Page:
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Day 32: Nonagenarian

Ruth Gedye turned 90 today!

My mother-in-law Ruth Gedye (nee Andersen) was born on the 1st of February 1917 in Levin. She now lives in Wanganui and today she turned 90 years old. Her light is still burning very brightly and from what I can tell it is showing no sign of dimming even slightly if she has her way. Ruth can now add nonagenarian to her credentials! I find this incredibly impressive. It is even more of an achievement when you know this woman and her life story. Her mind is so astute, and I am so inspired by her love of life and living.

Ruth has many stories to tell, ideas to share, and endless drive. In fact she has more energy than many people I know that are half her age. My husband Lynsey (the youngest of her six children) affectionately refers to her as the ‘great white’ because she is like the shark – you don’t dare stand in her way when she is on a mission.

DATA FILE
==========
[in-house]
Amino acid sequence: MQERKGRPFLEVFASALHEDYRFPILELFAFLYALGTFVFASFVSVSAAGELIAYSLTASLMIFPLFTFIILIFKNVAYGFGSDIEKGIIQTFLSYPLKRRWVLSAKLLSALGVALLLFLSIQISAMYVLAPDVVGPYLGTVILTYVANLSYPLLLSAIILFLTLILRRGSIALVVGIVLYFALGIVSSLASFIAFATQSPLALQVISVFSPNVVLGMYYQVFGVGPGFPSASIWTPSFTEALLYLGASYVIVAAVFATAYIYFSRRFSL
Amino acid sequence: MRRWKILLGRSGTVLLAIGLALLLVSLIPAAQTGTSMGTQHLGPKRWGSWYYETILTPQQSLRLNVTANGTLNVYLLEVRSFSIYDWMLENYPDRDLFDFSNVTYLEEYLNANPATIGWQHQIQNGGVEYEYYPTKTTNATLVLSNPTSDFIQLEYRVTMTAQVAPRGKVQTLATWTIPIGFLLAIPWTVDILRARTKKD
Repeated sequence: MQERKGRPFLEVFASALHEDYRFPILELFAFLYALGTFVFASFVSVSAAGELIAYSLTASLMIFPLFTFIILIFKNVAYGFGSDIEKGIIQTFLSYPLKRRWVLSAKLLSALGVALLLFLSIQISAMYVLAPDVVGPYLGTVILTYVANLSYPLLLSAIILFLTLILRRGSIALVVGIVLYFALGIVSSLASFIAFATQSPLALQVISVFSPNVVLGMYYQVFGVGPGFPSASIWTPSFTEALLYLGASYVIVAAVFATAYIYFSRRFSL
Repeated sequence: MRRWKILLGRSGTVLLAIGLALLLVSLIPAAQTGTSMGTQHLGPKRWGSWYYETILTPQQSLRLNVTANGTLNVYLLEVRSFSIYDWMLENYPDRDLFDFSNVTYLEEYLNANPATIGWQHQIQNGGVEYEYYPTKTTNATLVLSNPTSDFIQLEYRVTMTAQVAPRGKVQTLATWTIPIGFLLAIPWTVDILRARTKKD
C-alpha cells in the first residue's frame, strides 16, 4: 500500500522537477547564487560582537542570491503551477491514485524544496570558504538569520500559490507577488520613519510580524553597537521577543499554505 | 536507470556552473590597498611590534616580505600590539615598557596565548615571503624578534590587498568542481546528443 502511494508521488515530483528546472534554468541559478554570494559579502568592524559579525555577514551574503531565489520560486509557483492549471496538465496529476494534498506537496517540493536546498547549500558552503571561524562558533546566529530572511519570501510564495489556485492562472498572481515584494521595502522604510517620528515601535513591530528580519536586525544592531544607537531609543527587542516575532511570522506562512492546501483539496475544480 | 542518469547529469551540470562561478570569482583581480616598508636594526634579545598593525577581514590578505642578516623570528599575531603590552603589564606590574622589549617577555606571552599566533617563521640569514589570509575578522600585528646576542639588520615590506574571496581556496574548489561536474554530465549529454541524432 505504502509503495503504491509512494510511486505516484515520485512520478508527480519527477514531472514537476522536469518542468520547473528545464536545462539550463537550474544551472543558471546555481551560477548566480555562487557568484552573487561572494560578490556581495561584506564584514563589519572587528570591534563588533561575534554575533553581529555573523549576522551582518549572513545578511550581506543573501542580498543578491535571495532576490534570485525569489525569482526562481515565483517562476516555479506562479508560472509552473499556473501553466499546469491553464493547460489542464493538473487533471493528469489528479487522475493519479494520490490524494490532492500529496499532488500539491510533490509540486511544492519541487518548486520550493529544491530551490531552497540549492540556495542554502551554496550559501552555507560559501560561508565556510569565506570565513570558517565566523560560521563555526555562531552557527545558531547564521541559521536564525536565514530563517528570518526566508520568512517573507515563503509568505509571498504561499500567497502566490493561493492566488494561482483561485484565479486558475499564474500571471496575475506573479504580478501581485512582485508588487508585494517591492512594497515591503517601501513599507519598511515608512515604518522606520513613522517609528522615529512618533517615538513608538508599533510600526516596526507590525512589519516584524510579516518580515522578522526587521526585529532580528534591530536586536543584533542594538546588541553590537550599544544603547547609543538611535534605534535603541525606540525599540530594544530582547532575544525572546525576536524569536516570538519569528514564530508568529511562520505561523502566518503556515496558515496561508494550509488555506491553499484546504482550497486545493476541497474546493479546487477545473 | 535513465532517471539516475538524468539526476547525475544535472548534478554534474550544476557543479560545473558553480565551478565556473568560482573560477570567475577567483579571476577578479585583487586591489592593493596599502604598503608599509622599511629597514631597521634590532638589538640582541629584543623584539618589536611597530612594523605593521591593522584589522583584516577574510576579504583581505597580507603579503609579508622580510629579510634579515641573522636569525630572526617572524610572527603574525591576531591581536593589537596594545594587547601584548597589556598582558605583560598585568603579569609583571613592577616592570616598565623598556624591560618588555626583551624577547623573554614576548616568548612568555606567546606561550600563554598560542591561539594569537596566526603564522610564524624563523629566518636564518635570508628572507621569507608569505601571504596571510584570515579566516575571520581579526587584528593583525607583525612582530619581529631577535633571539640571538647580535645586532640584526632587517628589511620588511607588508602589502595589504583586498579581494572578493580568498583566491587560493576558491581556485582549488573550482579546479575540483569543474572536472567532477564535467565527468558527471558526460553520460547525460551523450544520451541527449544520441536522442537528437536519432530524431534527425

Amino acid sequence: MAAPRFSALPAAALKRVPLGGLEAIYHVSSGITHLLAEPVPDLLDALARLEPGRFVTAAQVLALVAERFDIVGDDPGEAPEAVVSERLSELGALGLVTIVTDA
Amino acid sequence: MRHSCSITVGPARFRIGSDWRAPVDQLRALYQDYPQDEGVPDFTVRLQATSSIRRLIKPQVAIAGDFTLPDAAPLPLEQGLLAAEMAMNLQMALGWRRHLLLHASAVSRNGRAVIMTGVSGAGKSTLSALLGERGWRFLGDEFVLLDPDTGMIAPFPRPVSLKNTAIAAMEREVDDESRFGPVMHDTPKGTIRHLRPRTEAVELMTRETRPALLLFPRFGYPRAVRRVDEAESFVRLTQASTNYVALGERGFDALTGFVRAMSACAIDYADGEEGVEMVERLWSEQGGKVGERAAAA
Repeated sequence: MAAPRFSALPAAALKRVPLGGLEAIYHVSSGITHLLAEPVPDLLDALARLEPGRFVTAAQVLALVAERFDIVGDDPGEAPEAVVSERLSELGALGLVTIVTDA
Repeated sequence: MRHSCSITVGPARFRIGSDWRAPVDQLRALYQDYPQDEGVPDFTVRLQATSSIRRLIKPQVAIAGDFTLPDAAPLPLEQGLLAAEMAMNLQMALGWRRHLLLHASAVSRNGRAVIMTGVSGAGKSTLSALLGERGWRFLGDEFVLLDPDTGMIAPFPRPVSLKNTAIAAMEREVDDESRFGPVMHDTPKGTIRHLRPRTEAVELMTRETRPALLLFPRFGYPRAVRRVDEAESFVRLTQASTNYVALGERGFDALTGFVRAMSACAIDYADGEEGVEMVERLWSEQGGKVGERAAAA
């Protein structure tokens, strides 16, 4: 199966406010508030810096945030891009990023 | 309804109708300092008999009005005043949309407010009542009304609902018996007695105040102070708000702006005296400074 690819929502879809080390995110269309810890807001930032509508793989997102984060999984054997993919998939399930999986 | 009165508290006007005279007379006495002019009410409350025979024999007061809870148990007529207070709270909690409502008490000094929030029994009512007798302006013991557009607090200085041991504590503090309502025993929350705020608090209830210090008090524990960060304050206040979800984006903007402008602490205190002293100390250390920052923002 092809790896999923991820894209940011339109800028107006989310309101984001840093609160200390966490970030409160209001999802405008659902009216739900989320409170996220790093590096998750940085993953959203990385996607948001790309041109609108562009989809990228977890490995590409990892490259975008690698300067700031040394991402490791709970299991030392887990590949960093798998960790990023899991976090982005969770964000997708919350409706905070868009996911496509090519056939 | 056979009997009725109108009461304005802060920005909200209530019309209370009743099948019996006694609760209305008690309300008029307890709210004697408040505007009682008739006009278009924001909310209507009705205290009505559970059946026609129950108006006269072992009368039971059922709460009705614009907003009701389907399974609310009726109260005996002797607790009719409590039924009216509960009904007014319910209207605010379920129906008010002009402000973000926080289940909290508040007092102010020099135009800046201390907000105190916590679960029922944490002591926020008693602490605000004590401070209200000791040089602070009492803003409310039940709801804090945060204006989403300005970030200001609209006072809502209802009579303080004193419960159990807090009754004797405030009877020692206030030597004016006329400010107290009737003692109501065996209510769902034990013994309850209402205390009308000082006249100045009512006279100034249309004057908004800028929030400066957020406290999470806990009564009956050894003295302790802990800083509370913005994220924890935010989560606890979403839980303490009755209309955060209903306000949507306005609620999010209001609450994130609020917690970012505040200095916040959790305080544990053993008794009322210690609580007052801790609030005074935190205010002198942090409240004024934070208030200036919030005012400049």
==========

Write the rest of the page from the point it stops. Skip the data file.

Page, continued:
Ruth is passionate about everything. In a world where ‘blah’ is the accepted norm on just about everything there is Ruth; her sense of humour, her strong presence, her outspokenness, her compassion, her determination, her love of learning, and her wisdom. She is so much more than a survivor of life; she embraces it with open arms. Every time we visit her, or talk to her, she has something exciting to tell us. Her days are full and I keep wondering if she will ever slow down. In a recent family history she wrote:

I have retired, not retreated. I feel my life has not been in vain. I have no complaints this is my lot and I have been happy with it.